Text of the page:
If the Covington kids want to associate themselves with that, they deserve the assumptions that many Americans will make about them.



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Eric Holder

The failure of major federal voting rights legislation in the Senate has left civil rights advocates saying they are determined to keep fighting—including by suing in battleground states. But the little bipartisan consensus that exists on election reform would, at best, lead to much narrower legislation that is unlikely to address state-level GOP efforts now targeting Democratic blocs.

“This is the loss of a battle, but it is not necessarily the loss of a war, and this war will go on,” Eric Holder, the former U.S. attorney general and Democrat, told MSNBC, saying that he and the Democratic Party will be suing in states where state constitutions protect voting rights. “This fight for voting rights and voter protection and for our democracy will continue.”

“The stakes are too important to give up now,” said Damon Hewitt, president and executive director of the Lawyers’ Committee for Civil Rights Under Law, which for years has operated an Election Day hotline to help people vote. “Our country cannot claim to be free while allowing states to legislate away that freedom at will.”

In recent weeks, as it became clear that the Senate was not going to change its rules to allow the Freedom to Vote Act and the John Lewis Voting Rights Advancement Act to pass with a simple majority, there have been efforts by some lawmakers, election policy experts, and civil rights advocates to identify what election reforms could pass the Senate.

“There are several areas… where I think there could be bipartisan consensus,” said David Becker, executive director of the Center for Election Innovation and Research, in a briefing on January 20. “These areas are all around those guardrails of democracy. They are all about ensuring that however the voters speak that their voice is heard… and cannot be subverted by anyone in the post-election process.”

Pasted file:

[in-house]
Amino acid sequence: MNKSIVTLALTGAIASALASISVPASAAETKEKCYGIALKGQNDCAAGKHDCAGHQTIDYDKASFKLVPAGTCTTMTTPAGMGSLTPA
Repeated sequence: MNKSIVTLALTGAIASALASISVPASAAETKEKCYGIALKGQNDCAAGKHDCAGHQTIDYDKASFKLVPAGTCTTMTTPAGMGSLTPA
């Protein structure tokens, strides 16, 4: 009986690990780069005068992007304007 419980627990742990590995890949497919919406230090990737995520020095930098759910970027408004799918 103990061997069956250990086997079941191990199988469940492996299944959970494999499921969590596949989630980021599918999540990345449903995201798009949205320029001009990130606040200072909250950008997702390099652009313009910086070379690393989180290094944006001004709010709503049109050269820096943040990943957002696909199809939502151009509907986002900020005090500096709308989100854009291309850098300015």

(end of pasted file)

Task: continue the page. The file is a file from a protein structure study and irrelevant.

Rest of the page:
Becker cited updating the 1887 Electoral Count Act, which addressed the process where state-based slates of presidential electors are accepted by Congress. (In recent weeks, new evidence has surfaced showing that Donald Trump’s supporters tried to present Congress with forged certificates as part of an effort to disrupt ratifying the results on January 6, 2021.) Updating that law could also include clarifying which state officials have final authority in elections and setting out clear timetables for challenging election results in federal court after Election Day.

Five centrist Washington-based think tanks issued a report on January 20, Prioritizing Achievable Federal Election Reform, which suggested federal legislation could codify practices now used by nearly three-quarters of the states. Those include requiring voters to present ID, offering at least a week of early voting, allowing all voters to request a mailed-out ballot, and allowing states to start processing returned absentee ballots a week before Election Day.

But the report, which heavily drew on a task force of 29 state and local election officials from 20 states convened by Washington’s Bipartisan Policy Center, was notable in what it did not include, such as restoring the major enforcement section of the Voting Rights Act of 1965, which was removed by the U.S. Supreme Court in 2013. It did not mention the Electoral Count Act nor growing threats to election officials from Trump supporters.

“This won’t satisfy all supporters of the Freedom to Vote Act, but this is a plausible & serious package of reforms to make elections more accessible and secure that could attract bipartisan support,” tweeted Charles Stewart III, a political scientist and director of the MIT Election Data and Science Lab. “A good starting point.”

The reason the centrist recommendations won’t satisfy civil rights advocates is that many of the most troubling developments since the 2020 election would likely remain.

Targeting Battleground States

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Former president Donald Trump

By Rami Ayyub and Alexandra Ulmer

(Reuters) -The prosecutor for Georgia's biggest county on Thursday requested a special grand jury with subpoena power to aid her investigation into then-President Donald Trump's efforts to influence the U.S. state's 2020 election results.